Lack of transparency a threat to funding
Funding to Caribbean nations may be in danger if governments do not exercise greater transparency.
This from head of the European Union Delegation to Barbados and the Eastern Caribbean, Mikael Barfod. Addressing disaster risk management stakeholders gathered today at Hilton Barbados at Needham’s Point, St Michael, for the 2014 Comprehensive Disaster Management (CDM) Programming Consultation, Barfod stated that in his opinion the region lacked not only in transparency as it related to the disaster risk management (DRM) sector, but also in good governance.
Calling for there to be an improved collection and sharing of globally comparable data on disaster losses and hazards, he further admonished such governments like St Lucia and St Vincent, that seven months after floods there, had yet to conduct after-action reviews.
Barfod stated this was very important for the EU, especially because it was willing to play an active role in supporting the region in creating a culture of resilience and ambition, evident by the recent signing of some €20 million in support of the CDM strategy.
“We will only be able to justify further funding in support to DRM for the Caribbean if we can demonstrate that results have been achieved,” he said, as he called for disaster management needs to be placed firmly on the agenda of the region’s finance and economic development ministers, along with the Caribbean countries’ commitment to achieving the objectives and expected results set out in the CDM strategy.
The EU representative further said there were several points the EU considered critical for the region to review. He implored Caribbean governments to adopt non-binding standards for advancing the implementation of the new strategy. Moreover, he called for periodic peer reviews to learn from each other and help every country to strive for best practice.
“Focus needs to be put on results by setting up action-oriented targets and measurable deeds to reduce disaster risks, putting in place risk assessments and early warning systems, identifying gaps and measures to fill them. There is an opportunity to make disaster risk reduction [DRR] contribute to sustainable and smart growth. The potential for productive investments in DRR that contribute to growth, jobs and competitiveness is enormous: infrastructure needs to be risk sensitive and climate and disaster resilient. We need to engage the business community, and in particular the insurance/reinsurance industry; and encourage the use of innovative technologies and instruments to support disaster management,” he said.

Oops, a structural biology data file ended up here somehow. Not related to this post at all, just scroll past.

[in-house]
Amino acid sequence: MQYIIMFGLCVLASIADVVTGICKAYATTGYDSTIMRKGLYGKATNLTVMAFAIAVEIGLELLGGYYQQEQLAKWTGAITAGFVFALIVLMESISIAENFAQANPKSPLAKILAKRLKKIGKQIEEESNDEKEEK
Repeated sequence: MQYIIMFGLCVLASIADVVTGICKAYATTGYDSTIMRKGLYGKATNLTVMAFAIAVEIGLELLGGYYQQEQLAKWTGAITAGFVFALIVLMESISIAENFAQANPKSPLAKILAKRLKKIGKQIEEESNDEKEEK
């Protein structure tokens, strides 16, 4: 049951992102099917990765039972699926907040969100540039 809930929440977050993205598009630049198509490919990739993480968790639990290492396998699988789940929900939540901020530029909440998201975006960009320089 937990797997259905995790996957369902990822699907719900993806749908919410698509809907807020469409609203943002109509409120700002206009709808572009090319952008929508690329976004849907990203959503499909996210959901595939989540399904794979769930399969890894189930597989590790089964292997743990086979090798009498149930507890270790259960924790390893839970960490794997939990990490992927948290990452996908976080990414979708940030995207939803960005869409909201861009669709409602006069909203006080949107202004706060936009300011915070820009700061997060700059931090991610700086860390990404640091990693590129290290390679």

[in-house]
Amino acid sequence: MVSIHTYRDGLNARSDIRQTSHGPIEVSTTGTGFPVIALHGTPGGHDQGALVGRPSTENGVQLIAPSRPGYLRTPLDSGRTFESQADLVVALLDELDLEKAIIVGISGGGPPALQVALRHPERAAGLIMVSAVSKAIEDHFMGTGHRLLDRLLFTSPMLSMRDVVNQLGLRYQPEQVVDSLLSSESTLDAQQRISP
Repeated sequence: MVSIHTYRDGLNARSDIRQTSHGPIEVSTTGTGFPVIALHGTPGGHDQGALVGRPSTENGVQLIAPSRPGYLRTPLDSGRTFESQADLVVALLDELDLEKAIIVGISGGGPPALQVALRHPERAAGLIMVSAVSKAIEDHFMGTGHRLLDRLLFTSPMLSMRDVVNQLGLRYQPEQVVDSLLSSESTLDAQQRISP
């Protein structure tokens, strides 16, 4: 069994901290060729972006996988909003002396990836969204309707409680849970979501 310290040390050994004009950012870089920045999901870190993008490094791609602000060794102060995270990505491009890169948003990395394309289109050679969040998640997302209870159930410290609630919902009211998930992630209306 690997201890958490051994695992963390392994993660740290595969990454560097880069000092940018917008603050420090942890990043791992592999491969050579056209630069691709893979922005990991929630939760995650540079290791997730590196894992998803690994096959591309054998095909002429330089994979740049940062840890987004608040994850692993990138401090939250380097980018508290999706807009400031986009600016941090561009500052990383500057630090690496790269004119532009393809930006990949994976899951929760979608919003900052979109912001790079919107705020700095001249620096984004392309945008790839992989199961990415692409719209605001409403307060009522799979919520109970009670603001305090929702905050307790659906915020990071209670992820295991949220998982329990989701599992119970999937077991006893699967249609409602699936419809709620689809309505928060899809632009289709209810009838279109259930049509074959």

“Every year there are a certain [number] of rather general predictions about the upcoming hurricane season. I would pay less attention to these than to preparing your area for a disaster . . . . As the saying goes, ‘God helps those who help themselves’. Disasters in the Caribbean are more than hurricanes. The good news is we have been better prepared than in 2002 [but] the bad news is we are living in an increasingly fragile world.
“Climate change, urbanization, population growth and environmental degradation mean that the frequency and intensity of disasters and their impacts have risen steadily over recent decades, and will most likely continue to do so.
“In a world of changing climate there is simply no way to win the development war and the war against poverty without building more resilient communities and countries. Against this background, the new Comprehensive Disaster Management (CDM) Strategy offers a unique opportunity for the region to shift the paradigm of its approach in dealing with risks in today’s increasingly complex and fragile world. It is only by enhancing the prevention, preparation, mitigation, response and recovery capacity in relation to disasters, that we will strengthen progress and stability in the region,” Barfod stressed.